Dreams of Adama-Zeus, of the thundering bowling ball, stumbling on a blog post about consecrating sacred space to Jupiter on Mt. Higby–it’s probably time to talk a little about Chesed and the pillar of God’s Mercy. While the discussion of the Tree of Life usually leads us up and down the lightning path, my work has led me to emphasize a different way of gathering the sefirot together. Rather than emphasize the middle pillar as the direct route, I tend to focus on it as the locus through which the tree comes into existence, it’s orchestators, the left and right hands (a distinction which, due to a quirk of my education, I associate with Zora Neale Hurston of all people).
I have been circling around this one for a little bit; I have an odd relationship with Chesed. I am comfortable with the Middle Pillar, comfortable with the Pillar of Severity, but much as I would like to find comfort and home in it, the Pillar of Mercy has never been easy for me. Chesed is a focal point of that. Keep that in mind: there are knots that I am working on here and clarity may be troubled.
Examined within its place on the Pillar of Mercy, Chesed falls midway between Chokmah and Netzach. Chokmah dwells near to God, the source, and through it we are joined to the whole of creation by secret sympathies in the mystery of God. In Chesed, that sympathy becomes manifest and erupts into an ordering force.
The association of Chesed with the Thunderer finds some of its basis in this: as thunder rolls down from heaven and sets everything in its wake to rumbling, so too does Chesed wash over us, reminding us of a common situation in which we are alongside others. Chesedic order can be terrifying because it so firmly reduces us to a place in the grander scheme of things. While it may not delimit us like Geburah, it places us firmly on the side of the many beneath the one.
I tend to give it this dark undercurrent, but it has a very positive aspect, especially when it is embodied in a leader. The leadership of Chesed is not one of domination, but of love. The leadership of Chesed is ever-mindful of the many that it draws together and makes decisions according to the needs of the many.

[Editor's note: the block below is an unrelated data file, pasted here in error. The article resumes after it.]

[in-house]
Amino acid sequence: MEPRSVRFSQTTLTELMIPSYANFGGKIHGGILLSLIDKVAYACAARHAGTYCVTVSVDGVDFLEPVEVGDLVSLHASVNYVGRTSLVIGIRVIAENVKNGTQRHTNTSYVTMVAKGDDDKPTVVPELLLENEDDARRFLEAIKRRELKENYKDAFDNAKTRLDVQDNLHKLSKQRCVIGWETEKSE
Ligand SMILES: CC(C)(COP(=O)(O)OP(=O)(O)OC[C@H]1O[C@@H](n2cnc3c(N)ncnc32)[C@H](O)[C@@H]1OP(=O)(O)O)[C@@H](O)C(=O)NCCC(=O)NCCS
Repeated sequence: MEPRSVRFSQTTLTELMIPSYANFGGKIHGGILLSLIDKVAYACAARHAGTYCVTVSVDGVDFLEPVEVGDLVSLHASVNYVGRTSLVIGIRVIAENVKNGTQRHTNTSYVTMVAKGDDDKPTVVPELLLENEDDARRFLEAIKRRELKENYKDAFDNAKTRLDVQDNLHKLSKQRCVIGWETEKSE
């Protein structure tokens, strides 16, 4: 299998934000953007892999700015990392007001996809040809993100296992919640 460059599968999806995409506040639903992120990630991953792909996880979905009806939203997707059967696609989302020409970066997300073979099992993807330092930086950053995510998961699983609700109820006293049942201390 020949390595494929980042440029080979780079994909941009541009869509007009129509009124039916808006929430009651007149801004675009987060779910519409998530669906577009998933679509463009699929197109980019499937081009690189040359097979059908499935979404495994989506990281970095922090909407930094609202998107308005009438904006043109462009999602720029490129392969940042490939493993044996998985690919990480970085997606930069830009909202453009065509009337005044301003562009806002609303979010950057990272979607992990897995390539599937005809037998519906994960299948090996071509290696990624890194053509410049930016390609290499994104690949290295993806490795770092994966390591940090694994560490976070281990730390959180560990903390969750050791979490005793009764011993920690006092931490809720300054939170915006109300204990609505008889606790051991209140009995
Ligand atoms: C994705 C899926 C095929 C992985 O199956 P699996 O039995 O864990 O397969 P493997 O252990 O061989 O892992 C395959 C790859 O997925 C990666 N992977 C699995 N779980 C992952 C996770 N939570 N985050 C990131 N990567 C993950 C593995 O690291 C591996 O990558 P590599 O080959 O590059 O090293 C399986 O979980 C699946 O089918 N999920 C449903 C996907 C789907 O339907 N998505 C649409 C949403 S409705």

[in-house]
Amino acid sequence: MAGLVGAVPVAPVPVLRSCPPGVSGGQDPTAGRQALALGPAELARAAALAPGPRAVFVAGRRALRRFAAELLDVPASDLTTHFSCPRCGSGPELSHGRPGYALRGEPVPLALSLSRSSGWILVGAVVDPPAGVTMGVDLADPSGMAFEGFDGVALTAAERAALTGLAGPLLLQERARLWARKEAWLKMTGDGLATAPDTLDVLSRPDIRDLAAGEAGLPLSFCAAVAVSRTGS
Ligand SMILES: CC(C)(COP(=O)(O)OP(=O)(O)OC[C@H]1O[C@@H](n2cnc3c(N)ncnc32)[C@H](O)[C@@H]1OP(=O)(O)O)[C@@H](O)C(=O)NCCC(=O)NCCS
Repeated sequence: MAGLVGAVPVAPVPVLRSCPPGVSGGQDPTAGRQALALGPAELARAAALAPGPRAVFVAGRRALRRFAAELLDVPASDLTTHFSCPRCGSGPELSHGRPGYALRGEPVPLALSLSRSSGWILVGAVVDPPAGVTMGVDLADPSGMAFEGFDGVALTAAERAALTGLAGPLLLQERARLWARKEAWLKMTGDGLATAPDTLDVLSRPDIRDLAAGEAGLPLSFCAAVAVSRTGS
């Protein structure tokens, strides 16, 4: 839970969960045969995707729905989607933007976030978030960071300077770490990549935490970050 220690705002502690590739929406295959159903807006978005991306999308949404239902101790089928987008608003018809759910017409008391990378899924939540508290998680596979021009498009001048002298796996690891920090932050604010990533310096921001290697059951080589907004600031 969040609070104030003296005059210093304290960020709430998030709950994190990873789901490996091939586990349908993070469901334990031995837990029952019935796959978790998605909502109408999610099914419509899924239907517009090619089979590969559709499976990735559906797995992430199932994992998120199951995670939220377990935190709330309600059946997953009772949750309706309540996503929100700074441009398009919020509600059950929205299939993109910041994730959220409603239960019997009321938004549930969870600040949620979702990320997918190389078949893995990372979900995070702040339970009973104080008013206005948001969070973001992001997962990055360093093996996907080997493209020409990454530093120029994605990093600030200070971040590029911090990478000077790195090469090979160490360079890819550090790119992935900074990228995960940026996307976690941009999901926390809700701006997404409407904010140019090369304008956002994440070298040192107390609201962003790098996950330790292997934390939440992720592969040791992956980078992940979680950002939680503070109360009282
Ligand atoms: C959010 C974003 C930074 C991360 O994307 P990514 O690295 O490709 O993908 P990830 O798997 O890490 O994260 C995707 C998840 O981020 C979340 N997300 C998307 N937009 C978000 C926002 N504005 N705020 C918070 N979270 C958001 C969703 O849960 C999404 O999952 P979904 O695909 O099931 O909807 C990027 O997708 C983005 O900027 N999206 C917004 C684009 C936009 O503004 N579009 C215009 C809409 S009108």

It is from this perspective that Chesed gives birth to Netzach, in which pleasures are freely given and shared with others. While Hod is born of Chesed’s doomed effort to suppress hardship, Netzach manifests through its natural and graceful generosity.
Folks like Pierre Clastres and Georges Battaille have noted that in traditional societies status isn’t the result of force, but of generosity. Those who have wealth become powerful by giving. This sort of thing captures the dynamic through which Chesed passes to Netzach. That is isn’t without its dark currents. Wealth relies on inequalities, it relies on one person pulling more to themselves and then using that excess to project itself (rolling thunder).
That movement, while compassionate, begins to draw a line between inside and outside, between those the force of Chesed favors and those from which it takes. Ideally, Chesed takes, improves, and gives back in a rough image of balance. However, Chesed’s ties to Chokmah means that it doesn’t tend to draw firm boundaries. Expansiveness and poor boundary issues?
Hmm. Perhaps there is a slight danger of injustices cropping up? This occurs on the level of society, with the formation of an elite who benefits more than others from Chesed’s giving back, but also in systems of all sorts. Life itself is a Chesedic process, drawing resources from its environment in order to live and reproduce. Idealism to the contrary, how often does Chesed make life just?
Chesed’s bad faith results from its necessarily derivative existence. Whether cosmic or social, good will operates in an enclosing (to distinguish it from open and closed systems) system and is partial. No matter how well-meaning or merciful, its mercy has limits and beyond those limits will tend toward either dissipation or tyranny, sometimes both.
(Sorry mobile device users; for some reason, they don’t want you looking at this great video. Perhaps they are just worried its grandeur will be lost on your smaller screens.)